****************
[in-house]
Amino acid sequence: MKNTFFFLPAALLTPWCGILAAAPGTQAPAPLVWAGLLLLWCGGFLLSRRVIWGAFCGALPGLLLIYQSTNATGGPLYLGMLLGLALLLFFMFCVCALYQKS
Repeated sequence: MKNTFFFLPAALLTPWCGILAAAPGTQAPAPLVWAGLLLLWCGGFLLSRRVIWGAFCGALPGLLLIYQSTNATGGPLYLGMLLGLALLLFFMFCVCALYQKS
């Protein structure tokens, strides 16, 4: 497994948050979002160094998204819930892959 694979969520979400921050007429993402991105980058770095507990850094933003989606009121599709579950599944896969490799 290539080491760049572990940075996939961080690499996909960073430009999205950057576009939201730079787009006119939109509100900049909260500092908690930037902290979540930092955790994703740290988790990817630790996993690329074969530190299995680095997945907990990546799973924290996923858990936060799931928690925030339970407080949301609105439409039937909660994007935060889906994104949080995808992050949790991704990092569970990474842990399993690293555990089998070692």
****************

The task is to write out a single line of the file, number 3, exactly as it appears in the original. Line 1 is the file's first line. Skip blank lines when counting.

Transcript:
Repeated sequence: MKNTFFFLPAALLTPWCGILAAAPGTQAPAPLVWAGLLLLWCGGFLLSRRVIWGAFCGALPGLLLIYQSTNATGGPLYLGMLLGLALLLFFMFCVCALYQKS